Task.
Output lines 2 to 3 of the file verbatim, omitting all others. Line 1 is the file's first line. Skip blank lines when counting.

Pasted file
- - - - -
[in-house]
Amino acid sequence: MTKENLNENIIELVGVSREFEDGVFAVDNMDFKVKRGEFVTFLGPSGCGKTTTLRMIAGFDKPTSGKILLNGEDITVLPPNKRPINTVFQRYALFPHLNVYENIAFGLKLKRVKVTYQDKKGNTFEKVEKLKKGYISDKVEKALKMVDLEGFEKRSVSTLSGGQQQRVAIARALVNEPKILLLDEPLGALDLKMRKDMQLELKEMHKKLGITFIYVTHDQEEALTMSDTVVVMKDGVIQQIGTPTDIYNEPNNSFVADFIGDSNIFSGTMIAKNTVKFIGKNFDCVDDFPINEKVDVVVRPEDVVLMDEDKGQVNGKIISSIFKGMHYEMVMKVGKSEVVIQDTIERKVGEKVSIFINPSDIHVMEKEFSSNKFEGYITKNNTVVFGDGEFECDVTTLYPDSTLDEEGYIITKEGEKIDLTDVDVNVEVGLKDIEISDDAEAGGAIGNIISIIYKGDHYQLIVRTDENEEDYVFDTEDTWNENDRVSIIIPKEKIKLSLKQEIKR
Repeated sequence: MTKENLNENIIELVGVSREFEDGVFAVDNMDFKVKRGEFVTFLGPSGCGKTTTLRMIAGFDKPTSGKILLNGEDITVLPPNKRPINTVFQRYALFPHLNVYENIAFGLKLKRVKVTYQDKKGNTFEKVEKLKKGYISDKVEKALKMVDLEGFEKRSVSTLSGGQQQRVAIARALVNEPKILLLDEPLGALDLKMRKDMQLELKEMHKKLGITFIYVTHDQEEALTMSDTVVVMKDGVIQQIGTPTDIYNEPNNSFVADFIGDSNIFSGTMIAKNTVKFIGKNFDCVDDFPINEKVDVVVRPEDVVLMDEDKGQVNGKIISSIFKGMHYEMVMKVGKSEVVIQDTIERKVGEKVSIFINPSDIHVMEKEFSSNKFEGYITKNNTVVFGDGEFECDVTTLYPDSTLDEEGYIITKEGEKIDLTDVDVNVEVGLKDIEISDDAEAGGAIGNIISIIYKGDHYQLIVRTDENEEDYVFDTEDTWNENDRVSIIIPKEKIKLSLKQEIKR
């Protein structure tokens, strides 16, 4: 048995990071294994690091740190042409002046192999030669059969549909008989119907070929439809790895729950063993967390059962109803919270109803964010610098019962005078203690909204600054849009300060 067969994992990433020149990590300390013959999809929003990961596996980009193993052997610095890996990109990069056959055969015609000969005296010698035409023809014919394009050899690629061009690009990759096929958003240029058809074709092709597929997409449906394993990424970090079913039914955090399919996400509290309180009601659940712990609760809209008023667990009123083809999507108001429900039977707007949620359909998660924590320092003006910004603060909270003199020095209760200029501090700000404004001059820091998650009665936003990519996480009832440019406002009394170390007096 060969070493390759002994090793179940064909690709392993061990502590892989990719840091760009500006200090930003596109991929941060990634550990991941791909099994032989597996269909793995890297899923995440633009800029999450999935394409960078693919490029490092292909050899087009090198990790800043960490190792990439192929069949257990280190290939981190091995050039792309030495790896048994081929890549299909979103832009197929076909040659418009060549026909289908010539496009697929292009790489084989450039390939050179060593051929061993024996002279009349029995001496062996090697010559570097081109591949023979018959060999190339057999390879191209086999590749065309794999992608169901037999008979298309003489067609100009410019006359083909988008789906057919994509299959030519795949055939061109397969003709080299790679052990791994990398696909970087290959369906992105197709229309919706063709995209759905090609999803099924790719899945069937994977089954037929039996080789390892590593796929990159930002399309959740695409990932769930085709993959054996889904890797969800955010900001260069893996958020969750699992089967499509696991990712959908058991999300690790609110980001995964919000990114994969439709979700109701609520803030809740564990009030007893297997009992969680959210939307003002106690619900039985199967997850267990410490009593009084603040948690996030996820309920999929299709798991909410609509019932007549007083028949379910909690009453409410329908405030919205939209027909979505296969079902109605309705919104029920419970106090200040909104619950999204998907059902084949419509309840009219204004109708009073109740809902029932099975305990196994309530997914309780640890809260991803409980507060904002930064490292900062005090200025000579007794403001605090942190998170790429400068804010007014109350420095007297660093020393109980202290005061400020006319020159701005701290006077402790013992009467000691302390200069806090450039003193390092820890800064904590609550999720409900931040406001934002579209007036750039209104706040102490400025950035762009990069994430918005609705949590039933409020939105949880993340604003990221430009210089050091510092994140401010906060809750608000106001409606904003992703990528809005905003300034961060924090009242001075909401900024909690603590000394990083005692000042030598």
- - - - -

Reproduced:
Amino acid sequence: MTKENLNENIIELVGVSREFEDGVFAVDNMDFKVKRGEFVTFLGPSGCGKTTTLRMIAGFDKPTSGKILLNGEDITVLPPNKRPINTVFQRYALFPHLNVYENIAFGLKLKRVKVTYQDKKGNTFEKVEKLKKGYISDKVEKALKMVDLEGFEKRSVSTLSGGQQQRVAIARALVNEPKILLLDEPLGALDLKMRKDMQLELKEMHKKLGITFIYVTHDQEEALTMSDTVVVMKDGVIQQIGTPTDIYNEPNNSFVADFIGDSNIFSGTMIAKNTVKFIGKNFDCVDDFPINEKVDVVVRPEDVVLMDEDKGQVNGKIISSIFKGMHYEMVMKVGKSEVVIQDTIERKVGEKVSIFINPSDIHVMEKEFSSNKFEGYITKNNTVVFGDGEFECDVTTLYPDSTLDEEGYIITKEGEKIDLTDVDVNVEVGLKDIEISDDAEAGGAIGNIISIIYKGDHYQLIVRTDENEEDYVFDTEDTWNENDRVSIIIPKEKIKLSLKQEIKR
Repeated sequence: MTKENLNENIIELVGVSREFEDGVFAVDNMDFKVKRGEFVTFLGPSGCGKTTTLRMIAGFDKPTSGKILLNGEDITVLPPNKRPINTVFQRYALFPHLNVYENIAFGLKLKRVKVTYQDKKGNTFEKVEKLKKGYISDKVEKALKMVDLEGFEKRSVSTLSGGQQQRVAIARALVNEPKILLLDEPLGALDLKMRKDMQLELKEMHKKLGITFIYVTHDQEEALTMSDTVVVMKDGVIQQIGTPTDIYNEPNNSFVADFIGDSNIFSGTMIAKNTVKFIGKNFDCVDDFPINEKVDVVVRPEDVVLMDEDKGQVNGKIISSIFKGMHYEMVMKVGKSEVVIQDTIERKVGEKVSIFINPSDIHVMEKEFSSNKFEGYITKNNTVVFGDGEFECDVTTLYPDSTLDEEGYIITKEGEKIDLTDVDVNVEVGLKDIEISDDAEAGGAIGNIISIIYKGDHYQLIVRTDENEEDYVFDTEDTWNENDRVSIIIPKEKIKLSLKQEIKR